BH: Living up to fan expectations is not always easy.  We have set a bar with our previous albums and I have realized that people expect to feel a certain way when they listen to our music.  Third Eye Blind music has often dealt with common emotional themes, SJ just has a masterful way of building  narratives around those themes that tend to hit you in the gut.  Those themes will continue to be explored in our music but there are also some ironic comments being made about American culture, which is new to 3eb music.

PEV: How is “Red Star” different from other albums out right now? As well, now is it different from your past albums?

BH: I can’t really compare it to others band’s records because everybody is so different.  Lyrically, Ursa Major is somewhat of a departure from past Third Eye Blind records and the performances are a bit more spontaneous. Because we were able to play this new material live over the last couple years, it was easier to just go into the recording session and nail the songs on the first or second take.

PEV: How would you describe the sound of Third Eye Blind? And what do you think it is about the band that has made you so successful for so long?

BH: Lyrically people have really related to the thoughts and emotions being conveyed. I mentioned that SF had a diverse music scene.  I think 3eb was inspired and really benefited from all that different music.  We have all been into rock music but beat based music, hip-hop, electronic music, has always been a part of our influences as well.  Consequently we are a combination singer song writer/rock band with diverse rhythmic influences.

PEV: Was there a certain point in your life when you knew that music was going to be a career for you?

BH: I never even considered doing anything else and I don’t think the rest of the band did either.  We are often asked if we can give any advice to aspiring musicians and bands.  Our advice is to do something else.  It is incredibly hard to accomplish anything in music.  But, if you absolutely can’t consider doing anything else, then you will figure out a way to make music work.  It takes an amazing level of commitment.

PEV: What one word best describes Third Eye Blind?

BH: Brilliant…hahaha.

PEV: As musicians, you live a lot of your life on the road. How is life on the road for you? Best and worst parts?

BH: Life on the road has its ups and downs.  It is a pleasure to play music every night and I feel lucky to have seen much of the world in a very intimate way. The cost of those experiences is not having a very normal home life and not always being where you want to be on any given day.  I will say it is most definitely worth the sacrifice and I would not change anything about how my career has unfolded.

PEV: In all your travels, which has been your favorite city to play (US or International)?

BH: I love playing all over the world.  I really like playing in Chicago but then a place like Poughkeepsie, NY or a small Spanish city will just go crazy when we show.  We like to play wherever an audience is really willing to engage the moment.  Playing in Japan is really fun because the fans are so attentive.  Playing in Holland and Belgium is great because people are so into music.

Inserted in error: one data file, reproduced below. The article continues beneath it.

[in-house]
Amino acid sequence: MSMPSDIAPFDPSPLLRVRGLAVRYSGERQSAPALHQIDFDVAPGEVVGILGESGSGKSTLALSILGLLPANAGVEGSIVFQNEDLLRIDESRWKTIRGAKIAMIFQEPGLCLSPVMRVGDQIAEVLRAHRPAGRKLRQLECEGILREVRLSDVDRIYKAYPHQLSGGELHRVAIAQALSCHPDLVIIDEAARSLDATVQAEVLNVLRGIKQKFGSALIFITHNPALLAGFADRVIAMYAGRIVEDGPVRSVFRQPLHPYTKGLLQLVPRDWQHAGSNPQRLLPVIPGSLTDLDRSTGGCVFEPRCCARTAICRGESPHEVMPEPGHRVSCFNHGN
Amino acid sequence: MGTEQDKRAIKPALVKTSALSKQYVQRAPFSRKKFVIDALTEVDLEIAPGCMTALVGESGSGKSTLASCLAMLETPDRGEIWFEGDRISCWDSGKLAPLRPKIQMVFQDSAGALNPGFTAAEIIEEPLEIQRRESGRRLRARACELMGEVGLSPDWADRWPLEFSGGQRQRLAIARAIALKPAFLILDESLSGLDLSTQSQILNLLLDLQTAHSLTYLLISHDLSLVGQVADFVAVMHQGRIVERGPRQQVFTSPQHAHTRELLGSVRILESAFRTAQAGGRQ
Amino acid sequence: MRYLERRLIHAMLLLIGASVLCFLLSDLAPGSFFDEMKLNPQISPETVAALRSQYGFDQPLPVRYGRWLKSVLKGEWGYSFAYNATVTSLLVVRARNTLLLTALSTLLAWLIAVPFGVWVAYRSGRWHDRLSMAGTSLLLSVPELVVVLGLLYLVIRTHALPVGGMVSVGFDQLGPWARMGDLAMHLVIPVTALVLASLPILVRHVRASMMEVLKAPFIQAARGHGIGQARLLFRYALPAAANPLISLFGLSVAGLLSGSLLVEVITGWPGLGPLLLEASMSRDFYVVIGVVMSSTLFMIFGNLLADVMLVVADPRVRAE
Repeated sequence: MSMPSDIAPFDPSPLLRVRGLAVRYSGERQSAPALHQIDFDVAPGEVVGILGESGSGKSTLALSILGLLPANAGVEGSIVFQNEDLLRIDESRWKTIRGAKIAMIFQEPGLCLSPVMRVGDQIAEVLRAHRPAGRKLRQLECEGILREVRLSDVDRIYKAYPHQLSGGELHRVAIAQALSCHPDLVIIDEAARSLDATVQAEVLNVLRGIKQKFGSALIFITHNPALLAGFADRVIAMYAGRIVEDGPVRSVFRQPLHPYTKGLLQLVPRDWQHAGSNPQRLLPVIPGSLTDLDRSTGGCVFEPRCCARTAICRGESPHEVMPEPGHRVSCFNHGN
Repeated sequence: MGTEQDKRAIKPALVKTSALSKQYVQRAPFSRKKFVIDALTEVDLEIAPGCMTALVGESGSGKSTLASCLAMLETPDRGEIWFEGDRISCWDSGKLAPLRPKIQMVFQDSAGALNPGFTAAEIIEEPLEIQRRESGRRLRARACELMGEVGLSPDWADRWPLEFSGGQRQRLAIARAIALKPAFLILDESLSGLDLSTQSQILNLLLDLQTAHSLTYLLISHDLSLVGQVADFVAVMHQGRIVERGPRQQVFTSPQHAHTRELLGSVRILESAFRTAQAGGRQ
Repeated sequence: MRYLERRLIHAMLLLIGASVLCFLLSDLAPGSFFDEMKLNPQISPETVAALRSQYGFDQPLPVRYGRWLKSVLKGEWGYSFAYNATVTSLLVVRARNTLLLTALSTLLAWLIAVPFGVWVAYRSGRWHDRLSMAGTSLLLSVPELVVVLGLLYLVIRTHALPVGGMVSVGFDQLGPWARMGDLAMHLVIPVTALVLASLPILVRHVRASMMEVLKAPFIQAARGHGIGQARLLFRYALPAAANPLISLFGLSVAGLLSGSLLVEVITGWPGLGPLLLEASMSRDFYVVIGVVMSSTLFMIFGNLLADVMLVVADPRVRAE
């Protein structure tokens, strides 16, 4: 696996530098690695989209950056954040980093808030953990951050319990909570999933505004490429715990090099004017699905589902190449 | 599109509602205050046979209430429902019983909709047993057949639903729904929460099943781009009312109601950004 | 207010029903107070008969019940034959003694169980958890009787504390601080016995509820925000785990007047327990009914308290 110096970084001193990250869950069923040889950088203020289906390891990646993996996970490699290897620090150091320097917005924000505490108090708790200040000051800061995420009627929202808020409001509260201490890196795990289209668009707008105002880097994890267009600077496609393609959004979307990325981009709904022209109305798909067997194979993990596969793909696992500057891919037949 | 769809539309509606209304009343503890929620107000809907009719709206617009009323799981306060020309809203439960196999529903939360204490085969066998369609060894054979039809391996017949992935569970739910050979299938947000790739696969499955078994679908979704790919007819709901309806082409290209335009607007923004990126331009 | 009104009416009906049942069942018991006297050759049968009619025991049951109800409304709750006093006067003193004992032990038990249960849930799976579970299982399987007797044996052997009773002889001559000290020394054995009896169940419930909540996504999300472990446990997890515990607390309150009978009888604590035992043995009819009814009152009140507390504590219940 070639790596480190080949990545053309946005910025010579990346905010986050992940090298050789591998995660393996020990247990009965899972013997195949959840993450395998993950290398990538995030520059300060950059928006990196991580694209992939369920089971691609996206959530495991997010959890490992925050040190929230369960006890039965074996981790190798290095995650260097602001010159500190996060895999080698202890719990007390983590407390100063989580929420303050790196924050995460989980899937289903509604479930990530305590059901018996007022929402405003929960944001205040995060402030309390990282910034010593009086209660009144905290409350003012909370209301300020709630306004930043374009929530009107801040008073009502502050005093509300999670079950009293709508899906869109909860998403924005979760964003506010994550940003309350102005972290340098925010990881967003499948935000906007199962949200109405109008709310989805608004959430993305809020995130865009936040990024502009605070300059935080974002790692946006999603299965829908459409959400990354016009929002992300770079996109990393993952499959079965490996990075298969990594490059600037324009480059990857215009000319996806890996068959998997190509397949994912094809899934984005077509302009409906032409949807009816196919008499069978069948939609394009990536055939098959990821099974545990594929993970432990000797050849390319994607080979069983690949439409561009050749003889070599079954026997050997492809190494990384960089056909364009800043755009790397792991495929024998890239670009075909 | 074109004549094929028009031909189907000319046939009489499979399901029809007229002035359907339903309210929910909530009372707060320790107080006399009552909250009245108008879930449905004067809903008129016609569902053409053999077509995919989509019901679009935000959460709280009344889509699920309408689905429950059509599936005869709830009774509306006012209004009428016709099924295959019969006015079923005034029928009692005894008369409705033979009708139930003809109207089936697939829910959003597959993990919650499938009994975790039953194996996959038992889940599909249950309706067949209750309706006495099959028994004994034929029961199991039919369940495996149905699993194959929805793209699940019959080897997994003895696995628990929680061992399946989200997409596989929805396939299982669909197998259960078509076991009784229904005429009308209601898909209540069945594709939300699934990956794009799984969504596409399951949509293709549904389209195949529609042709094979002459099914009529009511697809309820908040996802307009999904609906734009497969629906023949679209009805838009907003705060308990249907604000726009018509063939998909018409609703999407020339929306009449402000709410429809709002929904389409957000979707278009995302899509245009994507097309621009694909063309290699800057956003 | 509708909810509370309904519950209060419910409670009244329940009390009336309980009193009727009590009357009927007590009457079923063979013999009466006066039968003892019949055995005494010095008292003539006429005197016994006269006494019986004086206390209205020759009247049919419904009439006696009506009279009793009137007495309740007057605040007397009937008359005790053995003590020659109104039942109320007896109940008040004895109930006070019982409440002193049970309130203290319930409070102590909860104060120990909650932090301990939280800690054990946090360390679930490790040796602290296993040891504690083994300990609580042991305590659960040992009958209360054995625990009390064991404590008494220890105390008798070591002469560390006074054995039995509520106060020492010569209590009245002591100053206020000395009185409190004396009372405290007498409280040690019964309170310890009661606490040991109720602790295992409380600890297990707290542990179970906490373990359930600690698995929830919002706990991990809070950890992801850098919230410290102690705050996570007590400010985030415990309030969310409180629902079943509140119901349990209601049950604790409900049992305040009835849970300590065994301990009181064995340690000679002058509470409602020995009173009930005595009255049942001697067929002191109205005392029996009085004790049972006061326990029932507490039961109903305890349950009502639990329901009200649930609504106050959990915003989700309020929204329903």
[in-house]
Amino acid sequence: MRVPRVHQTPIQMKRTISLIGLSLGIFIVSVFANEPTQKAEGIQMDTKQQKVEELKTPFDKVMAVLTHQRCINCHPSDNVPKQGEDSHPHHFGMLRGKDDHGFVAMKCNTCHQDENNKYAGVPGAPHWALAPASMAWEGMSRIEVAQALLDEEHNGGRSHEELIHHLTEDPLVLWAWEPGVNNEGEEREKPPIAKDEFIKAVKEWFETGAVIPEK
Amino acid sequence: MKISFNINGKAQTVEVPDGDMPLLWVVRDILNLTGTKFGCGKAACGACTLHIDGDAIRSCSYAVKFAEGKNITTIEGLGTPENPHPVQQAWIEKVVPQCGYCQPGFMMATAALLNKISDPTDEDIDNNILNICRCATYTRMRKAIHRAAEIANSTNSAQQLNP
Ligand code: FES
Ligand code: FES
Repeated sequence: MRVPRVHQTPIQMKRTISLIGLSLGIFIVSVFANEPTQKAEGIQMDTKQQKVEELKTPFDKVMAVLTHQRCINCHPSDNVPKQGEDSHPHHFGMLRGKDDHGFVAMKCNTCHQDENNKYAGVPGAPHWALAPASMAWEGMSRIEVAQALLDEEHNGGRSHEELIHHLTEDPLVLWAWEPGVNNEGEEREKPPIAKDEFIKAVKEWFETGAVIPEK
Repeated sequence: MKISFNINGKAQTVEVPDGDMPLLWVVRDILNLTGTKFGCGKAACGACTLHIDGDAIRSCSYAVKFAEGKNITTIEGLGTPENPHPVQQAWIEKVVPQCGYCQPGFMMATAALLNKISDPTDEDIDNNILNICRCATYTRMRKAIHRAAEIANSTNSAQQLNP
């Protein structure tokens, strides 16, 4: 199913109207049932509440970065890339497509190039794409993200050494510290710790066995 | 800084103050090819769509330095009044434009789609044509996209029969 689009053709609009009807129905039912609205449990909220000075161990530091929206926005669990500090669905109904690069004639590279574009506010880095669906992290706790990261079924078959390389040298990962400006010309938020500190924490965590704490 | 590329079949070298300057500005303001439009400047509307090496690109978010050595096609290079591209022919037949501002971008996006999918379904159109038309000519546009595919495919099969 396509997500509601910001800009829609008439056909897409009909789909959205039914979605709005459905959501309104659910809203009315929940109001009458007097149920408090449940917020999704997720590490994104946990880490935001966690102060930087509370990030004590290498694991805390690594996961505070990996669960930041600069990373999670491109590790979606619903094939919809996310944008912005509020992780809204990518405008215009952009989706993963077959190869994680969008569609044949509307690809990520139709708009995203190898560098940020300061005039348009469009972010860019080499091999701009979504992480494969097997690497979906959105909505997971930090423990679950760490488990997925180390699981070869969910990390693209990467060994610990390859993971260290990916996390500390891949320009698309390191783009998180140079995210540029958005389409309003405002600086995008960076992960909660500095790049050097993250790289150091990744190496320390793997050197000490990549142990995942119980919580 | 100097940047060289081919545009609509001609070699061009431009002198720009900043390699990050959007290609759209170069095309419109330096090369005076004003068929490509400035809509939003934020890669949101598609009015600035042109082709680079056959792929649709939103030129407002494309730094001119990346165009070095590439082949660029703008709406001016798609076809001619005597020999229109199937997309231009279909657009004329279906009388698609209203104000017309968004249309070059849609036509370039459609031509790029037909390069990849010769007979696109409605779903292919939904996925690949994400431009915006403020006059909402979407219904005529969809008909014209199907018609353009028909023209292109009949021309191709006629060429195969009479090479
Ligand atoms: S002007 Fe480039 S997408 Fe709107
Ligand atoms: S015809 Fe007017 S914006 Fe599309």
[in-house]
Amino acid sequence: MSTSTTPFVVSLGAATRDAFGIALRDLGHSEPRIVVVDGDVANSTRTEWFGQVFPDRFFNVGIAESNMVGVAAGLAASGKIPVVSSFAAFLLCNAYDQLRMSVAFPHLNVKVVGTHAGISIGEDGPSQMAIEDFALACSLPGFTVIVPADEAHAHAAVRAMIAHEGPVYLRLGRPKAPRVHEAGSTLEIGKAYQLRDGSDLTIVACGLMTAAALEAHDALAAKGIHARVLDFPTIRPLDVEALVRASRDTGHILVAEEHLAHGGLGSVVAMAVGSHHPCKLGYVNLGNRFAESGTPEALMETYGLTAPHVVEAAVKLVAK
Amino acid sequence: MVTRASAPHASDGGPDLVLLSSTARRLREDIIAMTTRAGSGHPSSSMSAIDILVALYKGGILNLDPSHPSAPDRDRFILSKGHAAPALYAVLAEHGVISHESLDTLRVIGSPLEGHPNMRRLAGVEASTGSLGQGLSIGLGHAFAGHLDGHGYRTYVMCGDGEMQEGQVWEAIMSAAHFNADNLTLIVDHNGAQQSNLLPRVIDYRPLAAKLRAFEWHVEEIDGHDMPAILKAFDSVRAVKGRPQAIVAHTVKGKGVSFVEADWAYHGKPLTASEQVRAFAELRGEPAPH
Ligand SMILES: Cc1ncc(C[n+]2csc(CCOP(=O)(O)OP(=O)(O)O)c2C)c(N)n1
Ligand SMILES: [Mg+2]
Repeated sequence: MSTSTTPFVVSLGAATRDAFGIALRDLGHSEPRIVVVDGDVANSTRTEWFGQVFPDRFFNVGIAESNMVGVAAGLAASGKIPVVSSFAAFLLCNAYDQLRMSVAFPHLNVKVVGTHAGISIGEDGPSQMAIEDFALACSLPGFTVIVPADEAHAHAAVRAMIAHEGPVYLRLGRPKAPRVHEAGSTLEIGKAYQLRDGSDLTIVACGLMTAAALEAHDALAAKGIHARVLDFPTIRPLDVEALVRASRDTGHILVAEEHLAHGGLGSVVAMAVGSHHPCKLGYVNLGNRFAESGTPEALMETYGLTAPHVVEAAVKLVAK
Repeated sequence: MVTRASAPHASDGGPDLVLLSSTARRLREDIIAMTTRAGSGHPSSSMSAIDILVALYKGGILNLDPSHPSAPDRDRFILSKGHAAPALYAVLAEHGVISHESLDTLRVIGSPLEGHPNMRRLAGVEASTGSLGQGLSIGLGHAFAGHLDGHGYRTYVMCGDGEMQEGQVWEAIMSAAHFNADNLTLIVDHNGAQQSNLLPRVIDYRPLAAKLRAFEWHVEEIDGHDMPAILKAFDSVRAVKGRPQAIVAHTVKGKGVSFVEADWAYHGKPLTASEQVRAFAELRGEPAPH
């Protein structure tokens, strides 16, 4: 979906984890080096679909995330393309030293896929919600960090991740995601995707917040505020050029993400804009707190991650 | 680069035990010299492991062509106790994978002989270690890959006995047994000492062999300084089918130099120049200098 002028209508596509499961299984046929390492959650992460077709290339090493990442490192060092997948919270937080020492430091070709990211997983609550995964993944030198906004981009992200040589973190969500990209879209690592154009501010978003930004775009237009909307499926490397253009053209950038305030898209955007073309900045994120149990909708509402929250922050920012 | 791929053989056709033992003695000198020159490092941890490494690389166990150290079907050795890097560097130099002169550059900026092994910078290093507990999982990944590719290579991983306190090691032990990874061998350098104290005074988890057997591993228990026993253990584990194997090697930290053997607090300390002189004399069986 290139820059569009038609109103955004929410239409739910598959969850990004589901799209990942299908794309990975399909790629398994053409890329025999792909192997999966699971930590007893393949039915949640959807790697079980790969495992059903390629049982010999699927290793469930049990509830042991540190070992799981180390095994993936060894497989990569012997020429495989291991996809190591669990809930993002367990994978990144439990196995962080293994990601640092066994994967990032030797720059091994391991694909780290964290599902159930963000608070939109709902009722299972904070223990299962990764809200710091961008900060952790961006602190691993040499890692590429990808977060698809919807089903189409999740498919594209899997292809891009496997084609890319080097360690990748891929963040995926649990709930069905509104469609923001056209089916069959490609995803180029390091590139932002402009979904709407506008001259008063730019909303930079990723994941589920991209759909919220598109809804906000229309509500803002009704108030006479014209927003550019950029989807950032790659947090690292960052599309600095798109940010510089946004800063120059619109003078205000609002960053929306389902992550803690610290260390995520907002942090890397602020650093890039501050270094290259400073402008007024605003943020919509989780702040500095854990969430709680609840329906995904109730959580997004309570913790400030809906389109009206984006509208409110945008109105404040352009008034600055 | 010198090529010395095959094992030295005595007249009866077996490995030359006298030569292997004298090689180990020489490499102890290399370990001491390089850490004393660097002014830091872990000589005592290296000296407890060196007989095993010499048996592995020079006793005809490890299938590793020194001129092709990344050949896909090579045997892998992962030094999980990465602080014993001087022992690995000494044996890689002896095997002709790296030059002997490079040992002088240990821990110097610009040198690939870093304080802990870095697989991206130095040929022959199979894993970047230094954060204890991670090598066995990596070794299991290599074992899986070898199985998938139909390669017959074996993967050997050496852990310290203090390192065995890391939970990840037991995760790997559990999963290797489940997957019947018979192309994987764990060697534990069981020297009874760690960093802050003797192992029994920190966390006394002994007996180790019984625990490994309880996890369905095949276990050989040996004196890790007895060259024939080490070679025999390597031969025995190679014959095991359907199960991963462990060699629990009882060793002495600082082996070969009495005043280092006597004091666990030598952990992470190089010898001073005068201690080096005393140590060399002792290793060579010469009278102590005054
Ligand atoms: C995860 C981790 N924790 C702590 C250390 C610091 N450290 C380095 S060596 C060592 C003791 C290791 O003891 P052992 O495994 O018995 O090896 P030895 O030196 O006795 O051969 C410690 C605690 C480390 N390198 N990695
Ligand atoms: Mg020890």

PEV: How have all your friends and family reacted to your success?

BH: They are pretty used to it.  My family thought it was cool until my brother and sister each had children of their own and now I am pretty low on the totem pole.

My career is just a part of who I am so my friends are slightly intrigued by it but really don’t give a f@#% at the end of the day.

PEV: What can we find the members of the band doing in your spare time, aside from playing/writing music?

BH: Tony lives in San Diego, SJ is in San Francisco and I live in Los Angeles so I don’t really know what they do in their down time. I have another band called Year Long Disaster signed to Volcom Entertainment so I am often touring with them when not working with 3EB.  I am kind of a homebody when I get off the road.  People don’t realize that I am basically at a club or concert every night of my life when I am on the road so that does not hold much appeal for me when I come home.

PEV: Having played with and worked with some of the greatest acts in music is there still one artist or group that would be your dream collaboration? Why?

BH: Creatively I am pretty satisfied by Third Eye Blind and Year Long Disaster. Stevie Wonder sat in with Third Eye Blind and that was a major highlight of my career. I would love to collaborate with a really creative DJ just to doing something very different from what I do now and maybe produce a band that I really like.

PEV:  Is there an up and coming band or artist you think we should all be looking out for now?

BH: Year Long Disaster.  Ha! Seriously, I have played with a few bands recently that I really like.  Let me just say, if a band is not great live, I don’t care how good your demo sounds. The first band I really like is Wallace Vanborn from Belgium.  They are a new band but have strong songs, interesting production, and good musicianship. I don’t like where heavy metal has gone over the last 20 years but I really like The Sword who are a great live band a really cool people from Austin.  I also like the Suede Brothers from Cleveland.  They play some old school rock and are 17 and 18 years old.

PEV: If you weren’t playing music, what would the members of the band most likely be doing for a career?

BH: I think SJ wants to go into politics, I would be in the covert intelligence business, and Tony should be a comedian although he never would.

PEV: Tell us what an average day is like for the life of Brad Hargreaves?

BH: I am generally on the road. I either wake up in a hotel room or on a tour bus and immediately seek out a large cup of tea.  From there, my life is a blank canvas that gets painted differently depending on the city.  The goal on the road is to make the two hours you perform at night to be the best two hours you have to offer.  I find that seeing something interesting during the day, maybe some art, or something that is unique to the city, helps to inspire me at night.

PEV: So, what is next for Third Eye Blind?

BH: We are going to release some music.  The Red Star EP is coming our Nov 18 and that will be followed by the full-length album Ursa Major early next year. We will continue to play shows and do more extensive touring as the music is released.  I am looking forward to it.

For more information on Third Eye Blind, and their new EP, The Red Star, check out